Young People Ask . . .
What Can I Do About So Much Homework?
“Too much schoolwork” has been cited as one of the most common causes of stress among young people
“If you’re not well organized, you lose a lot of time deciding what you’re going to do next”
‘WE DON’T have enough time!’ So complained one group of high school students. The cause of this problem? The demands of school and homework. “I start school at 8:00 a.m. and finish at 5:30,” says young Véronique. “By the time I get home, it’s 6:30. It’s hard. Parents think that being in school is a wonderful life. They don’t understand that school is tiring and stressful, and then when we get home, there’s the homework.” Seventeen-year-old Sandrine adds: “I spend from two to three hours a night on my homework, plus the weekends.”
Véronique and Sandrine live in France, where students have one of the longest school days in Europe. Students in many other lands likewise feel stressed, frustrated, and overwhelmed by all the demands on their time. “Too much schoolwork” has been cited as one of the most common causes of stress among young people.
Since it is harder than ever to find employment in most parts of the world, many young people see getting a good education as crucial to their future in the working world. As Violaine, a high school student, puts it: “The opportunities for getting a decent job have become so hard to come by that kids today realize there’s only one thing to do—STUDY!”
Not Enough Time?
Nevertheless, those who do well in school know that it takes a lot of time and energy. And if you are a Christian youth, you have extra demands on your time: attending Christian meetings, studying the Bible, and sharing your faith with others. (John 17:3; Romans 10:10; Hebrews 10:24, 25) The Bible further says that there is “a time to laugh” and have a good time. (Ecclesiastes 3:1, 4; 11:9) Like most youths, you probably want to have at least some time for recreation and relaxation. But schoolwork may seem to leave you with little time to do the things you need to accomplish—much less do the things you’d like to do.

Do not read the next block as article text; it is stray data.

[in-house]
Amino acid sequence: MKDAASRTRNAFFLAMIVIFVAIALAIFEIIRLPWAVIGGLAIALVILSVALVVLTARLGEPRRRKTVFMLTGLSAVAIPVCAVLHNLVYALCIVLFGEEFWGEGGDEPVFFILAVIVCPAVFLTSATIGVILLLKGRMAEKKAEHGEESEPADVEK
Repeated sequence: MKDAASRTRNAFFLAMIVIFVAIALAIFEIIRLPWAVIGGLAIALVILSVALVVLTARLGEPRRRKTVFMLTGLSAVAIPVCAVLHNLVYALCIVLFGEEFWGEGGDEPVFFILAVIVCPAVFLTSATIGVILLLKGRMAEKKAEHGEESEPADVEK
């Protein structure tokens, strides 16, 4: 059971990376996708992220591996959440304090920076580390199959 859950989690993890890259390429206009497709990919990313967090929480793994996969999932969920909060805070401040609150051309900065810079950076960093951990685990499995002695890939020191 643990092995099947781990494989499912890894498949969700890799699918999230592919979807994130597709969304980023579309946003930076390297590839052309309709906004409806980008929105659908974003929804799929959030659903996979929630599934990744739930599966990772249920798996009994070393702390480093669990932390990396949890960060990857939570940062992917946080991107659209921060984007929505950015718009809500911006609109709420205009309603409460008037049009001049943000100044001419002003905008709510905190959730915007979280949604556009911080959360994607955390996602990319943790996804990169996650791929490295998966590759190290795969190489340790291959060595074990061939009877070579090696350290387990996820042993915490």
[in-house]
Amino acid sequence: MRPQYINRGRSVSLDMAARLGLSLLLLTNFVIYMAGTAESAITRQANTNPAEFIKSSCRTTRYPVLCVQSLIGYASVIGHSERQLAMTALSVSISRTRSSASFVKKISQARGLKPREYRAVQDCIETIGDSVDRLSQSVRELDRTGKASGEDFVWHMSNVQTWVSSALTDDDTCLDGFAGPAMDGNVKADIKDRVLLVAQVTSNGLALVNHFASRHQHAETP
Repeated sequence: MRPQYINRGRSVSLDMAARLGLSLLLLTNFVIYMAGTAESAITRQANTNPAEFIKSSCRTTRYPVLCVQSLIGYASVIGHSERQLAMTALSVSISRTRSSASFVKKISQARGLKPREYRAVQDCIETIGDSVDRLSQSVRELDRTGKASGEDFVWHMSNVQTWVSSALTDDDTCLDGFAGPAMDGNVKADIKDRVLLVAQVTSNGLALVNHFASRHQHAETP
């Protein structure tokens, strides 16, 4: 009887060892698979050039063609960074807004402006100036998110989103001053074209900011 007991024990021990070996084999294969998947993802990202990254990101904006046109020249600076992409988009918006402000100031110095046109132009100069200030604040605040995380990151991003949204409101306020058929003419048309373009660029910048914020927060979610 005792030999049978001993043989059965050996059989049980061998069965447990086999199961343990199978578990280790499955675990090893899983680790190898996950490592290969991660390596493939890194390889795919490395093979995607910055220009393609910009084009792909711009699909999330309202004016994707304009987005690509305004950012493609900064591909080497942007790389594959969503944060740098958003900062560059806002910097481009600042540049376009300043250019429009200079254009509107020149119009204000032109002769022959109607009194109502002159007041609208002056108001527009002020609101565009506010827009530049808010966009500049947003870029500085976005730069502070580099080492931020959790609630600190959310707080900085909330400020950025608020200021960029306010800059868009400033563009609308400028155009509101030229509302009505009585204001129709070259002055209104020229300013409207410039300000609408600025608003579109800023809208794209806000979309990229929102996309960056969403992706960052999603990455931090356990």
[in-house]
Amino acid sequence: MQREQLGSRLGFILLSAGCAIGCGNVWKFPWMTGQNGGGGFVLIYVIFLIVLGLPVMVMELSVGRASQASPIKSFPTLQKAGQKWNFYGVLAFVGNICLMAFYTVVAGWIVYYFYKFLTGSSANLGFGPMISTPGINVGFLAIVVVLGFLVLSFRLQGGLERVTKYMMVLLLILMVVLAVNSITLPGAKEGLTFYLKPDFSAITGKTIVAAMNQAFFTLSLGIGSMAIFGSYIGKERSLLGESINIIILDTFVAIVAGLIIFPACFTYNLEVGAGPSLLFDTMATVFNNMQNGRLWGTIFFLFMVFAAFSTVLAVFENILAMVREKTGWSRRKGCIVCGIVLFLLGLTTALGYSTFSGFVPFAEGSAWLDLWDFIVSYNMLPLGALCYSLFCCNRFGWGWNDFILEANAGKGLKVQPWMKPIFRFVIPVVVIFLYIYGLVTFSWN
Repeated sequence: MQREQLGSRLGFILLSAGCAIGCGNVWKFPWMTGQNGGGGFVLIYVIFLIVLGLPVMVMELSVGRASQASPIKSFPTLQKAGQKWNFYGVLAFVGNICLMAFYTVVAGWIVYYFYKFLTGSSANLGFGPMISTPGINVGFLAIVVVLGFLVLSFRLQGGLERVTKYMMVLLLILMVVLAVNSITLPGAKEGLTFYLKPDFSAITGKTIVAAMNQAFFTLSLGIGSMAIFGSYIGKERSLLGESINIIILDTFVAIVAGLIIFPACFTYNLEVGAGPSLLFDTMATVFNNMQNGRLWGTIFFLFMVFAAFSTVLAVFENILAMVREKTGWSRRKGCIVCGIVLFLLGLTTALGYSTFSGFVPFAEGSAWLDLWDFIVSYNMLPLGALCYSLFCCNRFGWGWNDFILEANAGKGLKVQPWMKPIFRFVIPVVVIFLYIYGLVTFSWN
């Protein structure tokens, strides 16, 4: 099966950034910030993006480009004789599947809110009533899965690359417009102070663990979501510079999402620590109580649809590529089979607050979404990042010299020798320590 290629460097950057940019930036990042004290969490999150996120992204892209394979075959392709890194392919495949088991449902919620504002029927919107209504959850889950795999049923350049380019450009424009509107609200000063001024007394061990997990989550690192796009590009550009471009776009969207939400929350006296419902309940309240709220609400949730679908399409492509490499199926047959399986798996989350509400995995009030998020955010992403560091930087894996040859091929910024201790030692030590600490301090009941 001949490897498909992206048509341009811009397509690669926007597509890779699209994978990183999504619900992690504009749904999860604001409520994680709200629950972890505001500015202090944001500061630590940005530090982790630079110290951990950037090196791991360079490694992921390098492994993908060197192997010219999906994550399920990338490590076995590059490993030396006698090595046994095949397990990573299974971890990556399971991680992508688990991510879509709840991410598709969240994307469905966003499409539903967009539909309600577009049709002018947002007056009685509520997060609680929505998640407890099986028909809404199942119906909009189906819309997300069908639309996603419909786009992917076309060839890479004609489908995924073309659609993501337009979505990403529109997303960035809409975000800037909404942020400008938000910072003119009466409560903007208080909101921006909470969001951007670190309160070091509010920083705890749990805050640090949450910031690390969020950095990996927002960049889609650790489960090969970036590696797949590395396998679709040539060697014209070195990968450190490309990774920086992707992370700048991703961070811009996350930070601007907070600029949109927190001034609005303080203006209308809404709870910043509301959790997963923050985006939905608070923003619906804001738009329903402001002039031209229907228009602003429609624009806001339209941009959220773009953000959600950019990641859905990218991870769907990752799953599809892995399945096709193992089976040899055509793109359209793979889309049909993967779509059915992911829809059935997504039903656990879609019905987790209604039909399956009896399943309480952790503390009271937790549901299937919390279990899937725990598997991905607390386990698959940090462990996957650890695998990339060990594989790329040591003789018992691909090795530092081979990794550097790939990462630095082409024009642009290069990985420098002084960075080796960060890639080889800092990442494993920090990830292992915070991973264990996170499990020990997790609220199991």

Often, though, the problem is not simply a lack of time. A recent study revealed that two of the major reasons why high school students had academic problems were their “poor use of time” and “lack of organization.” As a youth named Olivier discovered, poor personal organization can affect more than your grades. He says: “If you’re not well organized, you lose a lot of time deciding what you’re going to do next.” How, then, can you get yourself organized?
A Balanced View of Schoolwork
First of all, you must put your schoolwork in perspective. The Bible tells us to “make sure of the more important things.” (Philippians 1:10) And when you think about it, what really should be the most important thing in your life? Should it not be your spiritual obligations? After all, Jesus told his followers: “Keep on, then, seeking first the kingdom and his righteousness.” (Matthew 6:33) That means giving priority to Christian meetings, prayer, study, and the work of preaching to others.
Does this mean that schoolwork is unimportant? Not at all. But as a Christian, your goal in pursuing an education should not be to equip yourself for some secular career. Rather, it should be to learn skills that will prove useful to you in your career as a minister of God. At the same time, you are preparing yourself to be able to hold a job and support yourself, and perhaps a family some day. (1 Thessalonians 4:11, 12; 1 Timothy 5:8) Knowing this should help you to strive to do your very best in school. At the same time, you need to put forth reasonable efforts to keep yourself strong spiritually.
“Buying out the opportune time” for spiritual obligations, chores, recreation, and schoolwork, can be a real challenge, but it can be done.—Ephesians 5:15, 16.
The Value of Establishing a Routine
One way to buy out time is to become more efficient in the way you study. Chapter 18 of the book Questions Young People Ask—Answers That Work offers a number of helpful suggestions.a For instance, have you tried to develop a schedule or set a routine for your schoolwork?—Compare Philippians 3:16.